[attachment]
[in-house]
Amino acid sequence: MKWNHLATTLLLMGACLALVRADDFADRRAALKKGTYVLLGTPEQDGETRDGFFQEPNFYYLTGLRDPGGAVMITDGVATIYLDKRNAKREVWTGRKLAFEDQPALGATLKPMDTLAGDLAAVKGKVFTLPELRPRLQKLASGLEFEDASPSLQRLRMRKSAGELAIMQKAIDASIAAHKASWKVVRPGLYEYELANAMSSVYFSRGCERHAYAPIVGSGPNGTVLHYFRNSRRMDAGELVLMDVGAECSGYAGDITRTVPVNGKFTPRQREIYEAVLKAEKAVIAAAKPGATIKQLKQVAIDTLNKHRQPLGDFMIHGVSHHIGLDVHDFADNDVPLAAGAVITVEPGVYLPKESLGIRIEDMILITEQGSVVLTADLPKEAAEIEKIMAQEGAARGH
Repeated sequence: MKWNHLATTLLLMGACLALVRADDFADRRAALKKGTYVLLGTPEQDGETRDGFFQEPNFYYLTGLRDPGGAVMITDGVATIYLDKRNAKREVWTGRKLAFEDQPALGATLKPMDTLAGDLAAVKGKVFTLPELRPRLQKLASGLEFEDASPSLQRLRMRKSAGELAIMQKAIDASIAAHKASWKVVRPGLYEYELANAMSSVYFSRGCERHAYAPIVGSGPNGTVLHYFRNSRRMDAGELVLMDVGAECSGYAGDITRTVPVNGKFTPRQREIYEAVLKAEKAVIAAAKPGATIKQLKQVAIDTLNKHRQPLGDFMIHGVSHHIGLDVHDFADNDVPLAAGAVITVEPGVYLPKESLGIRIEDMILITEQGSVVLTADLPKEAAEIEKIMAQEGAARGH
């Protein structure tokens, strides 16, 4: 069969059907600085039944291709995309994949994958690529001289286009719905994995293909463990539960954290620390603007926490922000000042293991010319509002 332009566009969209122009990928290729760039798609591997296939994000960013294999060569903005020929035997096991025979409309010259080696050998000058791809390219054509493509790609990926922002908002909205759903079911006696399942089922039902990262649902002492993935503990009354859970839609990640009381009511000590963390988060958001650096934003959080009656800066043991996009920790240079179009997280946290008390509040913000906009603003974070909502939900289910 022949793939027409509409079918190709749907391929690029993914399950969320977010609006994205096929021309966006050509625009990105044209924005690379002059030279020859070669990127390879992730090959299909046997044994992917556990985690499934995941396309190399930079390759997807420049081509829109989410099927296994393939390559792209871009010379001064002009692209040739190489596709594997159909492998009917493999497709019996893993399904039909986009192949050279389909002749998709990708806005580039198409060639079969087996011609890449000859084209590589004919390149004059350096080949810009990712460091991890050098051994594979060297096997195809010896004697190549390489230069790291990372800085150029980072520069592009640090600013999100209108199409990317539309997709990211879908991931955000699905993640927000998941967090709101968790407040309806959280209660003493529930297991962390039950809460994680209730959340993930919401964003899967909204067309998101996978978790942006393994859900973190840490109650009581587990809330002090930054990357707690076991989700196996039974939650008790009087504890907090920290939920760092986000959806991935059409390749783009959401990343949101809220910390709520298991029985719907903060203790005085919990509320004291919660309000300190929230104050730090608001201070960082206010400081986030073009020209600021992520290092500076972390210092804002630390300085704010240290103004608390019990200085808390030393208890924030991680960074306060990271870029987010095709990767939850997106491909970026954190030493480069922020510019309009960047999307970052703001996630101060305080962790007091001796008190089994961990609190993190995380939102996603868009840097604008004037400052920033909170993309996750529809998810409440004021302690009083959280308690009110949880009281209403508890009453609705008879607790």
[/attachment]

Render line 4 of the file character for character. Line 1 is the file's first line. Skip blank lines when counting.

């Protein structure tokens, strides 16, 4: 069969059907600085039944291709995309994949994958690529001289286009719905994995293909463990539960954290620390603007926490922000000042293991010319509002 332009566009969209122009990928290729760039798609591997296939994000960013294999060569903005020929035997096991025979409309010259080696050998000058791809390219054509493509790609990926922002908002909205759903079911006696399942089922039902990262649902002492993935503990009354859970839609990640009381009511000590963390988060958001650096934003959080009656800066043991996009920790240079179009997280946290008390509040913000906009603003974070909502939900289910 022949793939027409509409079918190709749907391929690029993914399950969320977010609006994205096929021309966006050509625009990105044209924005690379002059030279020859070669990127390879992730090959299909046997044994992917556990985690499934995941396309190399930079390759997807420049081509829109989410099927296994393939390559792209871009010379001064002009692209040739190489596709594997159909492998009917493999497709019996893993399904039909986009192949050279389909002749998709990708806005580039198409060639079969087996011609890449000859084209590589004919390149004059350096080949810009990712460091991890050098051994594979060297096997195809010896004697190549390489230069790291990372800085150029980072520069592009640090600013999100209108199409990317539309997709990211879908991931955000699905993640927000998941967090709101968790407040309806959280209660003493529930297991962390039950809460994680209730959340993930919401964003899967909204067309998101996978978790942006393994859900973190840490109650009581587990809330002090930054990357707690076991989700196996039974939650008790009087504890907090920290939920760092986000959806991935059409390749783009959401990343949101809220910390709520298991029985719907903060203790005085919990509320004291919660309000300190929230104050730090608001201070960082206010400081986030073009020209600021992520290092500076972390210092804002630390300085704010240290103004608390019990200085808390030393208890924030991680960074306060990271870029987010095709990767939850997106491909970026954190030493480069922020510019309009960047999307970052703001996630101060305080962790007091001796008190089994961990609190993190995380939102996603868009840097604008004037400052920033909170993309996750529809998810409440004021302690009083959280308690009110949880009281209403508890009453609705008879607790």